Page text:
“I don’t think it was a fair situation, but I feel Steve Hergenreter and Matt Bemrich have been super helpful in trying to get some understanding with this,” she said.

Bemrich is the mayor of Fort Dodge.

Bickford said she plans to move some of the features of the haunted house to a new location.

“I haven’t moved it yet,” she said. “But my plan is to move it.”

“I understand that the fire chief had some concerns,” she said. “Haunted houses are dangerous, so after talking with him I completely get it. For the benefit of everybody I will move it to a different location. Hopefully it will go off even better than before.”

Bickford intends to host the haunted house somewhere in the Fort Dodge area by this weekend.

“Everyone that has participated is excited to move it,” she said. “We may have to push the dates back, but I am still hoping for Friday or Saturday.”

The Eagles Ballroom and John F. Kennedy Memorial Park are two areas where the haunted house may be relocated, according to Bickford.

Tim Goodale, of Fort Dodge, is one volunteer who helped enhance the spooky features inside Fort Dodge Fear Factory.

“I spent probably 30 to 40 hours setting up,” he said.

Goodale was disappointed to find out the haunted house would not be a go.

“It’s disheartening,” he said. “We really went above and beyond on this.”

The inside of the building featured glow-in-the-dark bats, clowns, a morgue, and even a spooky tribute to presidential candidates.

Goodale said some of the requirements needed to get the building up to code would be too costly.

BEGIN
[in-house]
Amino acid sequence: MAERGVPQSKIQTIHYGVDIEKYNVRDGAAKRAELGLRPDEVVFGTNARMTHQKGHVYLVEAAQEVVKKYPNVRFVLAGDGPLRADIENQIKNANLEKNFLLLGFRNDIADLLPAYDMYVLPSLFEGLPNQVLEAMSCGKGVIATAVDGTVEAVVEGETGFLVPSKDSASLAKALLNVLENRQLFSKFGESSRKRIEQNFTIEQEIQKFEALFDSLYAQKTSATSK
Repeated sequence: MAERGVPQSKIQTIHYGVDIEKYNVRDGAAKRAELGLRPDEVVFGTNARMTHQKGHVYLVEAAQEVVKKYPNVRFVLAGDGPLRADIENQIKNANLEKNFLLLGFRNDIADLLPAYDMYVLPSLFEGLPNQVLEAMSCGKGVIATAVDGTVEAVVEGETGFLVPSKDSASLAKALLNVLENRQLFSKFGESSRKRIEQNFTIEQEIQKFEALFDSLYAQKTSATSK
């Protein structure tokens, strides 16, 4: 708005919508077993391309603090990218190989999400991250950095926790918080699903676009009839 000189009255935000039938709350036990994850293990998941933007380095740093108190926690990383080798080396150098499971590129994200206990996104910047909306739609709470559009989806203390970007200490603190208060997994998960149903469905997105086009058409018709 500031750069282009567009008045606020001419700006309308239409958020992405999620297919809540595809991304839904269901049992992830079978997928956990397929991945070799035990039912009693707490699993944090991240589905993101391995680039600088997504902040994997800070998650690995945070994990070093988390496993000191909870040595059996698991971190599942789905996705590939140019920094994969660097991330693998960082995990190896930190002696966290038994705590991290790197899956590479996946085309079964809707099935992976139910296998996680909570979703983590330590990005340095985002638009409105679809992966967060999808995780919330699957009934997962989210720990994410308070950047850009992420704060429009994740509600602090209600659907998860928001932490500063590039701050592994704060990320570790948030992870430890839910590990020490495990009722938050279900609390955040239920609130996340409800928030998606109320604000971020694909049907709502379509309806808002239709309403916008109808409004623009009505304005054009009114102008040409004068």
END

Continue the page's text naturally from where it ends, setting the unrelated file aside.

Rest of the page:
“A new sprinkler system would be about $10,000,” he said.

Part of the reason Goodale wanted to be involved in the project was to bring something new to Fort Dodge.

“I still hope we can make this happen somewhere,” he said. “I hope the city will help us help them. We put this together to bring people in.”

Hergenreter said he appreciates the efforts of the volunteers.

“I appreciate what Brooke was doing to have a fun event,” he said. “She and some of her organizers put in a lot of work.”

He added, “My heart goes out to her and her friends on that, but you still have to make sure it’s meeting all the regulations for safety purposes.”

Hergenreter cited a fatal fire in Oakland, California, as an example of what can happen if regulations are not met.

A concert was hosted in a warehouse called the Ghost Ship in December 2016 when a fire broke out.

Residential and entertainment uses were not allowed under the warehouse’s permits at the time of the fire, according to published news reports.

“That has some close parallels with this situation, and there ended up being 36 fatalities,” Hergenreter said.

Prior to the announcement that the Fort Dodge Fear Factory would be closed, Bickford sold about 40 tickets at a cost of $10 per ticket, she said.

A number of sponsors also contributed.

“If we aren’t able to put this on everyone will be refunded,” she said. “I already reached out to the sponsors when I thought we were maybe at a dead end.”

She said the sponsors told her to wait and see what happens.

Funds raised from the event were to go to two local charities, AFES and Yeah, Baby. AFES is Athletics for Education and Success, which is an after school program. Yeah, Baby is a charity to help young moms in the area.

David Fierke, Fort Dodge city manager, said the bottom line is safety.

“It’s really about life safety and safety of people using that,” he said. “I don’t think at anytime we were bullying Brooke or the people she worked with. In fact, we had a list we were going to try to find ways to make it work.”

Fierke said the city acted responsibly.

“In this case our job or folks that work for the city, is to protect the health, life, and safety of the people and we are going to do whatever it takes to do that,” he said.

Fierke said his message to residents of Fort Dodge going forward is to communicate.

“If someone has an idea or wants to do something, come see us first so we can work through the key life safety issues before a bunch of time and money is invested,” he said. “We are here to do that. We are not here to stop things. We are here to make things happen. But it has to be safe.”